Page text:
We left with a single functioning smartphone which was M’s locked 1 year old phone. Unlocking it was not a big deal over the Internet, then we could use the Chinese SIM card with it. Luckily, this model supports both GSM, CDMA and multiple frequencies, so we didn’t have any issue registering to the networks. The older LGs couldn’t register in Korea or Japan. The main issue with the G4 was it’s internal memory. Even with an SD card, the internal 8GB is simply not enough for Android 5 — after a factory reset, as soon as you open up Play Store and update the predeployed apps, the phone has less then 1GB for extra apps. Few more essential apps and the phone is down to the mimimum (around 400mb, below this it can’t even install updates anymore). Y found himself juggling and dubbing with the apps, memory and data constantly while using it as the main (and only) phone. So while in Japan, Y bought his ‘shiny’ Asus Zenfone GO. Making sure it has more than 8GB and that it supported the home country networks, this phone is now our primary smartphone and Y’s primary device. Ever since the Kindle broke and the kids took over the tablet, this is Y’s reading device as well as map, guide book and all. It has large enough screen to read, 2 SIM card slots and 16GB internal storage. With local SIM card and a data plan, we use the phone to book accommodation, to navigate in cities, to translate to and from English, and when required to tether the laptop or act as a hot spot for the other devices. Unfortunately, though it is supposed to have a decent battery, it usually barely last the day.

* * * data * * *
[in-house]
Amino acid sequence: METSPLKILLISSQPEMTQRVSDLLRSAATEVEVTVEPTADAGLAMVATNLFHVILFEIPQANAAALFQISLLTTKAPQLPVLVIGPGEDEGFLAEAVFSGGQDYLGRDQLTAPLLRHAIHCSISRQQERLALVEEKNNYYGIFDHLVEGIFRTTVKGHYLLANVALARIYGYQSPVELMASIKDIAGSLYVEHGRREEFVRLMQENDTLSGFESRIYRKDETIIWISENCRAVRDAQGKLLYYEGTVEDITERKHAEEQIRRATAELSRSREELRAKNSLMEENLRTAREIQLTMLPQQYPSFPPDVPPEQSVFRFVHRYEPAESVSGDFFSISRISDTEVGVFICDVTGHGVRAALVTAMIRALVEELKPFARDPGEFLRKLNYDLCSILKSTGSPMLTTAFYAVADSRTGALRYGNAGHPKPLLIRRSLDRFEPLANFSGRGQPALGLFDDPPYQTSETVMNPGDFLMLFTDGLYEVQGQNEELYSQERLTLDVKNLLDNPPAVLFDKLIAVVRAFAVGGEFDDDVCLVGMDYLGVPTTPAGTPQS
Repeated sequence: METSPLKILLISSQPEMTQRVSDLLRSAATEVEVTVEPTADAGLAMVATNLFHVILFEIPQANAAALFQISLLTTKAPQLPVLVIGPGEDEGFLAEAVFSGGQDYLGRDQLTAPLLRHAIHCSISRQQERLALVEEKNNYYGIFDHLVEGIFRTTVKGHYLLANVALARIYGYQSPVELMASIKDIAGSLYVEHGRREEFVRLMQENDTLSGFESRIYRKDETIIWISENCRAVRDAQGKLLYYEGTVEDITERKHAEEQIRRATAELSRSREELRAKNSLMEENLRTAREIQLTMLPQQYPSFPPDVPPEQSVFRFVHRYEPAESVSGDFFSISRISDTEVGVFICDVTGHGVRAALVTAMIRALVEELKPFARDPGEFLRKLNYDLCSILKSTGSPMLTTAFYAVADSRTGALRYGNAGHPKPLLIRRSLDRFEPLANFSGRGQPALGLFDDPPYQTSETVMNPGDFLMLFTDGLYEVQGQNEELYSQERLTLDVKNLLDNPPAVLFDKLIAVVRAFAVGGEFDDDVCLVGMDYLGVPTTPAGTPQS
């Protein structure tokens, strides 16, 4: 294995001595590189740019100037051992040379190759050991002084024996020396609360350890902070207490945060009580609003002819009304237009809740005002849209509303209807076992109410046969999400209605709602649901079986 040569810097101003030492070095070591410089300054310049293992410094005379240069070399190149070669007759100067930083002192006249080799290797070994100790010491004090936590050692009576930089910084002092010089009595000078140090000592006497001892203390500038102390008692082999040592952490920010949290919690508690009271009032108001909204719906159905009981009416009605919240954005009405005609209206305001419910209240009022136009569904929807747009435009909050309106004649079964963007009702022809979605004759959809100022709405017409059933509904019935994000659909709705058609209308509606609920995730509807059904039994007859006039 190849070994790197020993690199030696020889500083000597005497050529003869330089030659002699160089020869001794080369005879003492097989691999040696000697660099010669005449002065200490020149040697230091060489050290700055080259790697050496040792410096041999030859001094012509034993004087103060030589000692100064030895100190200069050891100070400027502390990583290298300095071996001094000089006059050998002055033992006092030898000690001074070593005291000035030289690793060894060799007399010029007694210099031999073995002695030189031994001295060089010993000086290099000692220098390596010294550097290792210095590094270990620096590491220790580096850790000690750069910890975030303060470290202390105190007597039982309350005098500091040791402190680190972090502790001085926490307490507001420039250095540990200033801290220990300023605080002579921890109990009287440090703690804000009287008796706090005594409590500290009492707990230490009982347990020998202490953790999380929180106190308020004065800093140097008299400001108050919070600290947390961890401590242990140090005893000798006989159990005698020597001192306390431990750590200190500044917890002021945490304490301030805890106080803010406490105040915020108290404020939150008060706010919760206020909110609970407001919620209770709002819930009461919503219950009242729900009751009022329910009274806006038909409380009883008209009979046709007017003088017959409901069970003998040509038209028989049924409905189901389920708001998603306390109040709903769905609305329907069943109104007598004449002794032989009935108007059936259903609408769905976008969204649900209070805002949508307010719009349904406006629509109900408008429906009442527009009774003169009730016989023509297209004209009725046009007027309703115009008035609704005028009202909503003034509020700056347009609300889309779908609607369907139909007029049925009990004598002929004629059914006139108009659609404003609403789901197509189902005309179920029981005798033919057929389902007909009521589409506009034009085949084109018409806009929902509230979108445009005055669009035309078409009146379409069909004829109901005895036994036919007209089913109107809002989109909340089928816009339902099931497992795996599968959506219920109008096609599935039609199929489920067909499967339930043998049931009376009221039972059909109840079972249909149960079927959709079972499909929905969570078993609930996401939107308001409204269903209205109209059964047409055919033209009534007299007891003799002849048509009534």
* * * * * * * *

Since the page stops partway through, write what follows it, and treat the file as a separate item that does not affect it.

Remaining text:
Charging is always an issue, for all devices. The old smartphones can hold days which is very good, the tablet and phones are charged every night, as well as the camera. We left with a nice looking global adapter with 2 USB sockets Y bought from Amazon before the trip, 2 North American USB chargers with micro USB cables. The USB sockets gave in after a week, never to work again. Y bought another USB charger in China which stopped working after about a month, and another one in Japan (from Daiso) and another double USB charger in South Korea.
Overall we don’t carry too much electronics, just the bare necessities (in Y’s opinion), and try to be lightweight as much as possible. It would be nice to have another laptop, tablet or a camera but it also means someone has to carry it around, worry about charging it and maintain it. We have no redundancy, so if a device breaks, we need to search for a substitute or live without it, but we feel being lightweight and less worried work better for us.